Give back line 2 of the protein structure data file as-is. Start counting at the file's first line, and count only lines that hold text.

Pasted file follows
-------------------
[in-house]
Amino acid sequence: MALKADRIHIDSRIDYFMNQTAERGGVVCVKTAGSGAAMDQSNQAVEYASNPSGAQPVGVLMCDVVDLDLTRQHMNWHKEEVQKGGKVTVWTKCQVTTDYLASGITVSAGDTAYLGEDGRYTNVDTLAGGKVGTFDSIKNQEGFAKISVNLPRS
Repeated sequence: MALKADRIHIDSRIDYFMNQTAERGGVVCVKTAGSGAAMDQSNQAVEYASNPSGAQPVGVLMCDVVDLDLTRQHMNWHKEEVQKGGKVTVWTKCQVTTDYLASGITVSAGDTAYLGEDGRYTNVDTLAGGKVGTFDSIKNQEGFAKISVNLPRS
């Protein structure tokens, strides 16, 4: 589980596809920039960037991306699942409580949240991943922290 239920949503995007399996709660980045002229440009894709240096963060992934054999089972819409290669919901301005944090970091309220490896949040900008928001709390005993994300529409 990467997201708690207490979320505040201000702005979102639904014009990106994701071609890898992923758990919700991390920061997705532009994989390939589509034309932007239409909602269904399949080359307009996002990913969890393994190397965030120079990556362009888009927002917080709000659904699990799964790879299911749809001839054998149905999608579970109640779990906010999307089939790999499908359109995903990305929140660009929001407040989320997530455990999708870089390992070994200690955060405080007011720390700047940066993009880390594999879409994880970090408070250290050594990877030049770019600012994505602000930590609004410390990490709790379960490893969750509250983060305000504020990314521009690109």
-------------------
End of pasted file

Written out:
Amino acid sequence: MALKADRIHIDSRIDYFMNQTAERGGVVCVKTAGSGAAMDQSNQAVEYASNPSGAQPVGVLMCDVVDLDLTRQHMNWHKEEVQKGGKVTVWTKCQVTTDYLASGITVSAGDTAYLGEDGRYTNVDTLAGGKVGTFDSIKNQEGFAKISVNLPRS